Living a dream, above the clouds

BOOK SIGNING: Peterborough native will detail life in the cockpit Saturday

In 1952, Dean Westover was a 16-year-old Peterborough boy home for the summer from the Tilton School and working as a janitor for the American Guernsey Cattle Club, when he got the urge to fly. One Saturday, he finished work a little after noon, hopped on his 1946 Whizzer motorbike, and made his first visit to Silver Ranch in Jaffrey.

“Silver Ranch back then was a very small airport with a grass strip about 3,000 feet long,” Westover writes in his recently published memoir, “Final Approach.” “I pulled up under a large tree and leaned the Whizzer against it. Parked about 50 feet away was a Piper Cub, so I walked over to get a better look. I must have been pretty fascinated, because I never heard the man approaching me from behind. When he spoke, I nearly jumped out of my skin.”

The man was David Sawyer, a flight instructor whose parents owned the airport. He offered young Dean an orientation flight on the spot and in minutes, the boy had handed over his day’s wages of $8 — “and 50 cents more” — for his first flight.

“I felt total freedom, like I’d been released from a tether,” Westover writes. Defying his parents wishes, he took flying lessons with Sawyer that summer, a solo flight in August, and started on a path that took him on a 20-year journey as a pilot.

“Final Approach” is a collection of stories from those years in the air. Westover tells of his unsuccessful efforts to get flight training while in the military, his experiences while getting his commercial license at Embry Riddle flight school in Florida, his adventures in North Carolina, where his daily run to Okracoke Island often involved carrying a load of moonshine. He writes about flying tourists and rich visitors around Lake Winnipesaukee and the White Mountains, occasionally buzzing low enough to look the Old Man of the Mountain straight in the eye. And he writes of the sadness of losing a friend who died with his new bride in a plane crash on Nantucket while on their honeymoon.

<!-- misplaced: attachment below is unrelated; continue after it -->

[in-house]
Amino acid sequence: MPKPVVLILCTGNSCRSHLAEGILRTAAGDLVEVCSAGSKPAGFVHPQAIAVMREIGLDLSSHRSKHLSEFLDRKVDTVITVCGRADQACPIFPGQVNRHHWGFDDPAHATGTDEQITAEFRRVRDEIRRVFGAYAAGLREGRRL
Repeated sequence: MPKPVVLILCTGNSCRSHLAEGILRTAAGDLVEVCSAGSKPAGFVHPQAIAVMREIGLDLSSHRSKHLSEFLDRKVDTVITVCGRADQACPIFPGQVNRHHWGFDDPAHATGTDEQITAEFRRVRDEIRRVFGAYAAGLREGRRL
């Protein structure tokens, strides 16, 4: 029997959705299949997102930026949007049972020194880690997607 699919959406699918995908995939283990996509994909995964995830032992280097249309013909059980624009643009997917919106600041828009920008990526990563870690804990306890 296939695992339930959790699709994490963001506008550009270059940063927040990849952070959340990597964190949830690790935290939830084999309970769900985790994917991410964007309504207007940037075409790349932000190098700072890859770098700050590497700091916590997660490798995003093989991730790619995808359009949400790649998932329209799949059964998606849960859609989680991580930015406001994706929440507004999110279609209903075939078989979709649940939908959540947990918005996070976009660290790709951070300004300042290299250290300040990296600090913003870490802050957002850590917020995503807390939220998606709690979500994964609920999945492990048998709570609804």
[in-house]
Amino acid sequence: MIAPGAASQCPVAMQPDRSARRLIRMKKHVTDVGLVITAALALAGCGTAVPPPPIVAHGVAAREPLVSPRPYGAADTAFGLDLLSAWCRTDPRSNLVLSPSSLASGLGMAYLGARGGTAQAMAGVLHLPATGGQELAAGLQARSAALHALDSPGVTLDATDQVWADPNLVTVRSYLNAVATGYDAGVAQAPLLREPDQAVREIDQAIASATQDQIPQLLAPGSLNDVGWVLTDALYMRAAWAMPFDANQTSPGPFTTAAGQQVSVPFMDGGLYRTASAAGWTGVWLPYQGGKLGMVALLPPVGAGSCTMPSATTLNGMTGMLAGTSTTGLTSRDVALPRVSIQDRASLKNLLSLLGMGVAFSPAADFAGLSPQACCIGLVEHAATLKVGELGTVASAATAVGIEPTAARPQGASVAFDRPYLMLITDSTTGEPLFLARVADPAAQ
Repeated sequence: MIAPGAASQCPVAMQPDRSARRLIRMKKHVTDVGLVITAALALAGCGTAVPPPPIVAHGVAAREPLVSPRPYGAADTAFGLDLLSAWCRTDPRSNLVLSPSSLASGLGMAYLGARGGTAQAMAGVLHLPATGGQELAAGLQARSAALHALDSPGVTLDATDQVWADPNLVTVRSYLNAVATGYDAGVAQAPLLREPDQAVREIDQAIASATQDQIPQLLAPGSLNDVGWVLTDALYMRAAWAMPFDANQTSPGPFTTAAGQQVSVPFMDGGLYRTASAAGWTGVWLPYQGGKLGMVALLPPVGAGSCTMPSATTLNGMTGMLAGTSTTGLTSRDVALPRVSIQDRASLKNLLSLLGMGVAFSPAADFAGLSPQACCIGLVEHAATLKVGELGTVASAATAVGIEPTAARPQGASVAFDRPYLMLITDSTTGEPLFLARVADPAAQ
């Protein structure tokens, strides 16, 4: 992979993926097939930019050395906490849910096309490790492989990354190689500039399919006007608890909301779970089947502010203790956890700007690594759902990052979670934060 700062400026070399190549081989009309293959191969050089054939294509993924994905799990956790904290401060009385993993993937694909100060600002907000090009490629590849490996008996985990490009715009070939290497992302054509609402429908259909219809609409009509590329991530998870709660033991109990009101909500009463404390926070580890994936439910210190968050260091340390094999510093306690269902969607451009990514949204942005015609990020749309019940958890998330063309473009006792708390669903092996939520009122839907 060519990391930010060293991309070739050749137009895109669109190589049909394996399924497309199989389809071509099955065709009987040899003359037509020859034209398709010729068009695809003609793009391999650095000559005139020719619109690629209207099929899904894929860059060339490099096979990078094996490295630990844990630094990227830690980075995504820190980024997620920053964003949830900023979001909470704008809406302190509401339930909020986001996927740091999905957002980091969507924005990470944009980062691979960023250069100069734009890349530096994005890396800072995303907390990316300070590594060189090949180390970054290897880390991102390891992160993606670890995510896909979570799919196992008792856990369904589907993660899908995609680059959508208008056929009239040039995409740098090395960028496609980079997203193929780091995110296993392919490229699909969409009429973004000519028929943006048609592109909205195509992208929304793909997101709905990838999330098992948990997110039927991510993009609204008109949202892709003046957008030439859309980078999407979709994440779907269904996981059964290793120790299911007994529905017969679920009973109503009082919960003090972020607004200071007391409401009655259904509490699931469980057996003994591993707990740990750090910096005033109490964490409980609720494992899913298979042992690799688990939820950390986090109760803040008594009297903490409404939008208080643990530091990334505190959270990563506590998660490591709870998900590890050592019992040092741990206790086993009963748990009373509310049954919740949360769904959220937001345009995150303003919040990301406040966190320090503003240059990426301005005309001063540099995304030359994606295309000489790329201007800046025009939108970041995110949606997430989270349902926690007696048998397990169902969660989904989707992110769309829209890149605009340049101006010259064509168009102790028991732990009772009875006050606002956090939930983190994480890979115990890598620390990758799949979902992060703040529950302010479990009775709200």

“All the stories in the book are true,” said Westover who is retired and now lives in Hopkinton with his wife, Patricia, by phone on Tuesday. “I went through all my log books and picked out 50 flights. I found I could remember every one of them.“

Westover said he was inspired to write while living in Tuscon, Ariz, where he had moved after selling the two businesses he started in New Hampshire when his flying days ended due to medical issues.

“I was volunteering as a docent at the Pima Air and Space Museum, one of the largest in the country,” he said. “Many of the docents were former pilots and I was there for seven years. Every time I went to the cafeteria, one of these pilots would be telling a story. And a lot of them were fictitious.”

Westover decided he could do better, and he spent about a year and a half writing the book. He said he hopes the story of his struggles to succeed as a pilot will strike a chord with readers.

“So many people have a dream,” Westover writes. “My hope is that my life story inspires people to see that their dream can indeed come true. It does not have to be a dream about flying – although those are special dreams indeed! It can be about anything, so long as it is worth believing in.”

Westover will be signing copies of his book at the Toadstool Bookshop in Peterborough Saturday from 2 to 4 p.m.

Dave Anderson can be reached at 924-7172, ext. 233 or He’s on Twitter at @DaveAndersonMLT.

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